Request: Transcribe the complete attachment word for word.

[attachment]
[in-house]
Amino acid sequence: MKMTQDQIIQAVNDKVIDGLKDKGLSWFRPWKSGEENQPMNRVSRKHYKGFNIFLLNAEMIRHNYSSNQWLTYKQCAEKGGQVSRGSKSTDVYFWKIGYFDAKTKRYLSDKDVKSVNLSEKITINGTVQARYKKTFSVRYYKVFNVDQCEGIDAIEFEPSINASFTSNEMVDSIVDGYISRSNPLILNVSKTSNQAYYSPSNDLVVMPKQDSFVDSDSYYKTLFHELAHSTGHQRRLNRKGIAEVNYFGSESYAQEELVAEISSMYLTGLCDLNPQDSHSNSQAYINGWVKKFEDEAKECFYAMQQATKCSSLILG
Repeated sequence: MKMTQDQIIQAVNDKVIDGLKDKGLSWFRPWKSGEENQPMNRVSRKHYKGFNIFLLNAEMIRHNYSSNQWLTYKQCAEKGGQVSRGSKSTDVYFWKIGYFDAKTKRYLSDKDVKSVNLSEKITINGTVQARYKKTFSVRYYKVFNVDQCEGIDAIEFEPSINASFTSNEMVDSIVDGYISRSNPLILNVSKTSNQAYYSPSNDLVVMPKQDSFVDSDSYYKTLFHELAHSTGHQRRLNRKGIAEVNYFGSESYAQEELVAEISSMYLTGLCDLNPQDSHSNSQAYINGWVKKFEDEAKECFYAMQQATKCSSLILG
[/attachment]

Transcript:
[in-house]
Amino acid sequence: MKMTQDQIIQAVNDKVIDGLKDKGLSWFRPWKSGEENQPMNRVSRKHYKGFNIFLLNAEMIRHNYSSNQWLTYKQCAEKGGQVSRGSKSTDVYFWKIGYFDAKTKRYLSDKDVKSVNLSEKITINGTVQARYKKTFSVRYYKVFNVDQCEGIDAIEFEPSINASFTSNEMVDSIVDGYISRSNPLILNVSKTSNQAYYSPSNDLVVMPKQDSFVDSDSYYKTLFHELAHSTGHQRRLNRKGIAEVNYFGSESYAQEELVAEISSMYLTGLCDLNPQDSHSNSQAYINGWVKKFEDEAKECFYAMQQATKCSSLILG
Repeated sequence: MKMTQDQIIQAVNDKVIDGLKDKGLSWFRPWKSGEENQPMNRVSRKHYKGFNIFLLNAEMIRHNYSSNQWLTYKQCAEKGGQVSRGSKSTDVYFWKIGYFDAKTKRYLSDKDVKSVNLSEKITINGTVQARYKKTFSVRYYKVFNVDQCEGIDAIEFEPSINASFTSNEMVDSIVDGYISRSNPLILNVSKTSNQAYYSPSNDLVVMPKQDSFVDSDSYYKTLFHELAHSTGHQRRLNRKGIAEVNYFGSESYAQEELVAEISSMYLTGLCDLNPQDSHSNSQAYINGWVKKFEDEAKECFYAMQQATKCSSLILG